Wikipedia defines hygge as “a mood of coziness and comfortable conviviality with feelings of wellness and contentment.” It’s a Danish word, and no good equivalent seems to exist in American English. Maybe that’s because we invented the rat race, and the two are diametrically opposed.
According to HyggeHouse.com, hygge involves living life at a slower pace and adopting an emphasis on mindfulness, something that’s often lacking in our modern society. When you’re in a state of hygge, you’re not worrying about the future or fretting over the past, and you’re surely not racing around with a million things on your mind.
To be hygge is to simply be, which is perhaps what Shakespeare had in mind when he asked that most famous of questions: To be or not to be? Though when you’re hygge, you probably aren’t being philosophical. Knowing that you exist and enjoying the subtle nuances of that existence are enough.
We Americans could use more hygge in our lives, particularly in the cold season, when sunshine feels like a rare luxury. So, let’s take a look at some ways all of us, and especially baby boomers can embrace this simplest of philosophies for better winter wellness.
Be Mindful in All That You Do and Grateful for What You Have
Mindfulness for Seniors defines mindfulness as, “a basic human quality, a way of learning to pay wise attention to whatever is happening in the present moment,” and a great way of achieving mindfulness is through meditation.
Think about a cold, snowy day. You gaze out the window at the falling snow. To be mindful is to only observe and enjoy. However, what most of us do instead is entertain a bunch of correlating thoughts that go something like this:
- Oh no — now I’ll have to shovel the drive.
- Because I have to go to the grocery store.
- To buy what again?
- Oh yes, now I remember, some ingredients for supper.
- Gosh, I could eat right now.
- I wonder what’s in the fridge.
On and on we go. After a few moments, we usually can’t even remember our train of thoughts and have difficulty tracing them back to a starting point. The problem is, there really is no beginning nor an end — just a cycle of self-talk that those being truly mindful seek to eliminate.
Andy Puddicombe, in this TEDSalon Talk in 2012, says all it takes is 10 mindful minutes to produce profound mental and emotional benefits ― like an increase in focus, calm, and clarity ― and advocates we humans do more of nothing. We live from one distraction to the next, and one thought to the next, when simply doing nothing is so much more beneficial.
To be hygge is also to be grateful for what you have. Baby Boomer Bliss says this about hygge and its relationship to happiness: “Happiness has less to do with money and success and more to do with spirituality, our relationship with others, gratitude, a giving attitude, and being present and mindful.”
When we are more grateful for what we have and adopt more of a giving attitude, this invites more good into our lives. For those thinking the concept of gratitude is too new age, there is actually a science to back up its extraordinary effects.
Enjoy the Little Things
HyggeHouse.com continues on to say, “Danes created hygge because they were trying to survive boredom, cold, dark and sameness.”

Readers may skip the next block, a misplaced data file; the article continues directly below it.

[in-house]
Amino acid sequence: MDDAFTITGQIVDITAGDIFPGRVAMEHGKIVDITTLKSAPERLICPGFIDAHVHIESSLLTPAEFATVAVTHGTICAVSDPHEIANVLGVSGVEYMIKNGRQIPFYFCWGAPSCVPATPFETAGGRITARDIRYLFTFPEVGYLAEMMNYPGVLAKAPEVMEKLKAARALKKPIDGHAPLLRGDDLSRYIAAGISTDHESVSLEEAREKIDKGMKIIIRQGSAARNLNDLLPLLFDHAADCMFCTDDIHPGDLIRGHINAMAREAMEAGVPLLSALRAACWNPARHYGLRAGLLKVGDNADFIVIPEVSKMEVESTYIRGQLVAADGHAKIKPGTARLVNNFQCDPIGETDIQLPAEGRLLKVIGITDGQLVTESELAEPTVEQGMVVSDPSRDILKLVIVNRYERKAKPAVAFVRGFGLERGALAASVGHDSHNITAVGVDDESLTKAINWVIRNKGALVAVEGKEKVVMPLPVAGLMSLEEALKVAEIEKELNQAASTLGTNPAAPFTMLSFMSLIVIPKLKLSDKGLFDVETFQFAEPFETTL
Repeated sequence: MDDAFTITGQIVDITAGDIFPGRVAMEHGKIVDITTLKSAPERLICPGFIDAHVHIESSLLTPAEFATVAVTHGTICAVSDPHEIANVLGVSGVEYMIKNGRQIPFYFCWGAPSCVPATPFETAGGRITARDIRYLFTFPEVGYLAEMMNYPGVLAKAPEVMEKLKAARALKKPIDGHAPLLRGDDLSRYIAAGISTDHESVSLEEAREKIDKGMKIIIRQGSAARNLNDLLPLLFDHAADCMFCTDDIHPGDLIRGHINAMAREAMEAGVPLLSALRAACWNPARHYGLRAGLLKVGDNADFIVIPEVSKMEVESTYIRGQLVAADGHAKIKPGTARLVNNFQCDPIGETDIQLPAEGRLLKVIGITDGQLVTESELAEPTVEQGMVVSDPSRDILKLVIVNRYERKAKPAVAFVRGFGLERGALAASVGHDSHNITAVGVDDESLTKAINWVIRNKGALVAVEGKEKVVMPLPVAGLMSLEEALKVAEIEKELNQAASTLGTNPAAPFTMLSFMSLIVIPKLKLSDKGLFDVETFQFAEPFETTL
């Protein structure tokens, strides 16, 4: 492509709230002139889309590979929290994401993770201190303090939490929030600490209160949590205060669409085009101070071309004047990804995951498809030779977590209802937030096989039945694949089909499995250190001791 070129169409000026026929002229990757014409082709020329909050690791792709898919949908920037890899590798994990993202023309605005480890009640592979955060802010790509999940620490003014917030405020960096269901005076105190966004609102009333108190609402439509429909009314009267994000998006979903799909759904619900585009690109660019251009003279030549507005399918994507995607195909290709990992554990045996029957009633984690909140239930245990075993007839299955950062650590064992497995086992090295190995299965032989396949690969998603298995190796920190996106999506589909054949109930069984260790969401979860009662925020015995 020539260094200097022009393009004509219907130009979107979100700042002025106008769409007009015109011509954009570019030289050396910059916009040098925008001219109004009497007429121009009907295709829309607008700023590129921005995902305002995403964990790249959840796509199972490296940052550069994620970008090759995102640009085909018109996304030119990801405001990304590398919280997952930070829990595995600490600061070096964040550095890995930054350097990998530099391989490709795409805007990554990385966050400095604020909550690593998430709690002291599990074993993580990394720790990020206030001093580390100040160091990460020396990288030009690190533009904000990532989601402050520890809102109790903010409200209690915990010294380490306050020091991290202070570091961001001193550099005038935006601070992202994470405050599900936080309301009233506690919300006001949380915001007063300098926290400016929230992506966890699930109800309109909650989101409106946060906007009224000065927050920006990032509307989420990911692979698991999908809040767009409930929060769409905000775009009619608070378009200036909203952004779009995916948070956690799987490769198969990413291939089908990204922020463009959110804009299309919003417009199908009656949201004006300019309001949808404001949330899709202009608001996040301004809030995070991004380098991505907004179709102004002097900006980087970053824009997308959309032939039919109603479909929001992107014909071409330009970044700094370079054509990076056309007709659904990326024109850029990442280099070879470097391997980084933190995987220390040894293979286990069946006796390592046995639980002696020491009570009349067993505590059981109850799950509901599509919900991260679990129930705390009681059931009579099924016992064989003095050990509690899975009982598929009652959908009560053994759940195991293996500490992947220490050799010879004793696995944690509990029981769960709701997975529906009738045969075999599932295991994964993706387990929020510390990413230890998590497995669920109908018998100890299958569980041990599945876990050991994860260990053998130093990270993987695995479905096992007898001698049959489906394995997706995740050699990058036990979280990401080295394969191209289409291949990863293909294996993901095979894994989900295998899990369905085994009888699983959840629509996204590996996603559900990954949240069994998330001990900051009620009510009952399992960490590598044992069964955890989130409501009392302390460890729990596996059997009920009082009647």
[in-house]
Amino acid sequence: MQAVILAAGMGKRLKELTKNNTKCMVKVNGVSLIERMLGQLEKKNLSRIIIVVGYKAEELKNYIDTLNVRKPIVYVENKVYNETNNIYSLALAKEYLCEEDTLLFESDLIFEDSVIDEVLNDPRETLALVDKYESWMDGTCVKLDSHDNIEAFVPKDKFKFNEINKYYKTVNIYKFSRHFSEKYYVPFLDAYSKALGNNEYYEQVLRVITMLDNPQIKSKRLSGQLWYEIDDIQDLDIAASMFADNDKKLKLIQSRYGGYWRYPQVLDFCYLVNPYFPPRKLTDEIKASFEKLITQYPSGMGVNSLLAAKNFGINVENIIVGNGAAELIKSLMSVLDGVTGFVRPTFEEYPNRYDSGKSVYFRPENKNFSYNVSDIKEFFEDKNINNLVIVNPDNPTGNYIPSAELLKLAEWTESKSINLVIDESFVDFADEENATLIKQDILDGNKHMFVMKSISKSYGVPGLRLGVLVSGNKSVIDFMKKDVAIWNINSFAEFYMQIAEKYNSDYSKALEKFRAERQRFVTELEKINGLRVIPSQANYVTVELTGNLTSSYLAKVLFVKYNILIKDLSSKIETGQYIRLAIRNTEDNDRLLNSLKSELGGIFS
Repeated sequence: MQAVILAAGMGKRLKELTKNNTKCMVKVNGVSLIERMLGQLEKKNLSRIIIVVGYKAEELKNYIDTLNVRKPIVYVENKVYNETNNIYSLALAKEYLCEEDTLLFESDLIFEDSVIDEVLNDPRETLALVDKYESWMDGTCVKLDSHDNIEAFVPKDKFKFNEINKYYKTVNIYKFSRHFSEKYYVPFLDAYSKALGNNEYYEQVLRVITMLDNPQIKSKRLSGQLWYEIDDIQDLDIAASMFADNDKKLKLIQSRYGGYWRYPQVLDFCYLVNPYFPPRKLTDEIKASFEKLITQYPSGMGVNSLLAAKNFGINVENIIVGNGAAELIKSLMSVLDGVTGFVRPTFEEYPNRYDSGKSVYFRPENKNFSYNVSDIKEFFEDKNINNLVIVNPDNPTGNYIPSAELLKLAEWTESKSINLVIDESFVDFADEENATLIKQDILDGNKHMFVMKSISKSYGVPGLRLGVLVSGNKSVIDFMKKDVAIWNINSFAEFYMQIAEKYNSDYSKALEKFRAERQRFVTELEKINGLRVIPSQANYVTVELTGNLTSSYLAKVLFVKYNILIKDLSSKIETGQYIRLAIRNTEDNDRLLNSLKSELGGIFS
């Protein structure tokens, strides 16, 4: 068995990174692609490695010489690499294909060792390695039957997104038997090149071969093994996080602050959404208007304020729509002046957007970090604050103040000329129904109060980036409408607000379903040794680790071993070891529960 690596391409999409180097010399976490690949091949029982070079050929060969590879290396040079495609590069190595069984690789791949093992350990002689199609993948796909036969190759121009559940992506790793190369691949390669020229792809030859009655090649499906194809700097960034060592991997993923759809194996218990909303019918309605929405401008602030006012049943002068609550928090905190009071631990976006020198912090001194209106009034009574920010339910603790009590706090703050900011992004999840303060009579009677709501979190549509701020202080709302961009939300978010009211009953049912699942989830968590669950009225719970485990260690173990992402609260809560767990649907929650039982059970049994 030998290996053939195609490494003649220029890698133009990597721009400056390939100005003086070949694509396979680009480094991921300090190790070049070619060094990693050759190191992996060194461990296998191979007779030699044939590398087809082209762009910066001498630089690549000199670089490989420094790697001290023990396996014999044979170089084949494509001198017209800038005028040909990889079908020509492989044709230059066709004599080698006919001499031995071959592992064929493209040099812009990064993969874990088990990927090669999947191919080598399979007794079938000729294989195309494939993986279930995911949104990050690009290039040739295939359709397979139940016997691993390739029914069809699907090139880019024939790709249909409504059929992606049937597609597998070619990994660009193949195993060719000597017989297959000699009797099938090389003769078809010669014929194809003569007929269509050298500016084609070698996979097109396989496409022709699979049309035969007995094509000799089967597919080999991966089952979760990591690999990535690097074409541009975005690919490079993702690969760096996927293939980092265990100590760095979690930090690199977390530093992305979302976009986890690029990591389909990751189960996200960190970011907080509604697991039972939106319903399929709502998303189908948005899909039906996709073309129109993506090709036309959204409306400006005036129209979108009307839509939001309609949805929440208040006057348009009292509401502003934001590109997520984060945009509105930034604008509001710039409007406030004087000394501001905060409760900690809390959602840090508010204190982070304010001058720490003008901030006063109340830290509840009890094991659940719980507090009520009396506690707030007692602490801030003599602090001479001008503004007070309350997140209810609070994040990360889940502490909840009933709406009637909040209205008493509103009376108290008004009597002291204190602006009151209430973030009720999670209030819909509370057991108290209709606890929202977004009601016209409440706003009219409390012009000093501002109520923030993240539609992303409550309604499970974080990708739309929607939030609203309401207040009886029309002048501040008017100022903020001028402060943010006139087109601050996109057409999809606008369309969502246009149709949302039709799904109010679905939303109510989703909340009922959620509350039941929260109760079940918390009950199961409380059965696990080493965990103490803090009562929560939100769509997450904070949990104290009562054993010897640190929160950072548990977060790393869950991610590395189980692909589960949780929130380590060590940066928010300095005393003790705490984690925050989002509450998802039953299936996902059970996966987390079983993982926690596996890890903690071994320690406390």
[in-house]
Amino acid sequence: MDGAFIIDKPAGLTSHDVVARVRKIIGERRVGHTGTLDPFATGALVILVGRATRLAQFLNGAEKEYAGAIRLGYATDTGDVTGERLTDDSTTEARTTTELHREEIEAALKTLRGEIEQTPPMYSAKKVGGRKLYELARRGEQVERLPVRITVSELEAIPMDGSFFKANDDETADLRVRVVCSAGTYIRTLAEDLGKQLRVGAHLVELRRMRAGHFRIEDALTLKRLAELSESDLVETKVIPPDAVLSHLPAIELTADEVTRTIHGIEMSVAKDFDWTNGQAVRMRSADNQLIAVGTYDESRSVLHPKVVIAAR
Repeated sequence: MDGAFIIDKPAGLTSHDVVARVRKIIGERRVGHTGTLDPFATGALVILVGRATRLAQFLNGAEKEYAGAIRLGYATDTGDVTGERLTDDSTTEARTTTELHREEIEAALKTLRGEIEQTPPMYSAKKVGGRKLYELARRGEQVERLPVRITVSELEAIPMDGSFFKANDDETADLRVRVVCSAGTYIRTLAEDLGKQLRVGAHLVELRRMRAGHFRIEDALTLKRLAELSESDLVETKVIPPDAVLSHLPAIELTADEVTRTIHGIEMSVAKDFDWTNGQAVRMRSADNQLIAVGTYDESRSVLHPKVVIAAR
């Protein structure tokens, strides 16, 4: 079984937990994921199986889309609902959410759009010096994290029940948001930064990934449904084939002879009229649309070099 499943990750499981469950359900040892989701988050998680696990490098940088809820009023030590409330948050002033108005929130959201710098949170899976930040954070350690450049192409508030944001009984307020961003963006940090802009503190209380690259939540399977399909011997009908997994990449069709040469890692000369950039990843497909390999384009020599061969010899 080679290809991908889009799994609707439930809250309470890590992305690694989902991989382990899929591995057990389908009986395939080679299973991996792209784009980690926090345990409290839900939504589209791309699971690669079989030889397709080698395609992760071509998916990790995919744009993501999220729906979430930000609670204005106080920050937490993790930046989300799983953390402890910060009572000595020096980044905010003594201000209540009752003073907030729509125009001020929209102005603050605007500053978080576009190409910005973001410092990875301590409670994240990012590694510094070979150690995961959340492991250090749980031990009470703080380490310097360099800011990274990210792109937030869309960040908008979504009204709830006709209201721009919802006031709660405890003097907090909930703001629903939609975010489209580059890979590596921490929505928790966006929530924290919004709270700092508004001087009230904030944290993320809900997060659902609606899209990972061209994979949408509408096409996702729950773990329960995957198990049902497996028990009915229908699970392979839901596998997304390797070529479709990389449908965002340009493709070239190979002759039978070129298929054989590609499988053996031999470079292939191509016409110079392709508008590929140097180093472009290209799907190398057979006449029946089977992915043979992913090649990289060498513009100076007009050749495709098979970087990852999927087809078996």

We tend to think of life as existing only in the big moments: a party here, a celebration there, that one vacation we allow ourselves each year. So much more of life exists outside of that. If we learn to embrace those times and the little things they offer, we can turn that boredom and that sameness into special moments.
Achieving hygge is dependent upon individual preference, and for some that will include investing in a fireplace to cozy up to with a hot drink and a good book. The smell of freshly brewed coffee is another simple way to get into the hygge state. Or enjoying the glow from a candle and how it dances to the rhythm of a leisurely gust of wind blowing through the room.
Hygge is also about feeling your best. How about some aromatherapy to go with those candles? Lavender oil is one of the easiest oils to start with as it has many uses and benefits, including better mental well-being, improved sleep, and relief from headaches and pain.
Baby boomers who realize that life is lived mostly in these moments and can learn to really appreciate them will know true wellness in any season. After all, little things are life.
Slow Down, De-Stress and Be Well
Part of hygge, as the Danes know well, is incorporating more simplicity into your life. When things get complicated, they become stressed. When life moves too fast, we feel rushed and stressed.
HyggeHouse.com also says, “By creating simple rituals without effort the Danes see both the domestic and personal life as an art form and not every drudgery to get away from.”
A big part of hygge involves spending quality time with loved ones, preferably doing things like taking a walk in nature. Maybe it’s time to ditch the gym and get outdoors more.
Simple rituals are key to achieving hygge, like walking in nature with loved ones, feeling cozy in your favorite sweater, enjoying a funny moment with friends, and the smell of freshly-baked pastries, whether from your own kitchen or the bakery down the road.
These things make up the great bulk of life. They’re not distractions while we wait for life to happen in the bigger moments. Seniors have more time than most of us to enjoy these moments, and really that’s a great gift, once you begin to see it that way.
So, light that candle, brew that coffee, stare at the falling snow, experience the simple joy of being alive and present at the moment, and be grateful for it all. Enjoy being hygge, and thank the Danes while you are.
Have you embraced the concept of Hygge? Please tell us about it by leaving a comment below.